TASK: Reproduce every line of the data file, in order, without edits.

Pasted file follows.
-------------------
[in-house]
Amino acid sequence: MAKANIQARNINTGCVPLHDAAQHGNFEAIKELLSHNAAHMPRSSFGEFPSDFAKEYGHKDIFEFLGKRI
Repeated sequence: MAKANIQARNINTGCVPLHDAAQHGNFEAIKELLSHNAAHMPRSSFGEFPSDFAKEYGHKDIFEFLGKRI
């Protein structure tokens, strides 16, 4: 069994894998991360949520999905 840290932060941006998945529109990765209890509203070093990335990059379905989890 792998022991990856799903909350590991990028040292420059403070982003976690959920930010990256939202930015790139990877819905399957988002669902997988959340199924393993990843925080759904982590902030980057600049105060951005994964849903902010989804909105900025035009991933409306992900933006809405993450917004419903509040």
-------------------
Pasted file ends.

[in-house]
Amino acid sequence: MAKANIQARNINTGCVPLHDAAQHGNFEAIKELLSHNAAHMPRSSFGEFPSDFAKEYGHKDIFEFLGKRI
Repeated sequence: MAKANIQARNINTGCVPLHDAAQHGNFEAIKELLSHNAAHMPRSSFGEFPSDFAKEYGHKDIFEFLGKRI
């Protein structure tokens, strides 16, 4: 069994894998991360949520999905 840290932060941006998945529109990765209890509203070093990335990059379905989890 792998022991990856799903909350590991990028040292420059403070982003976690959920930010990256939202930015790139990877819905399957988002669902997988959340199924393993990843925080759904982590902030980057600049105060951005994964849903902010989804909105900025035009991933409306992900933006809405993450917004419903509040």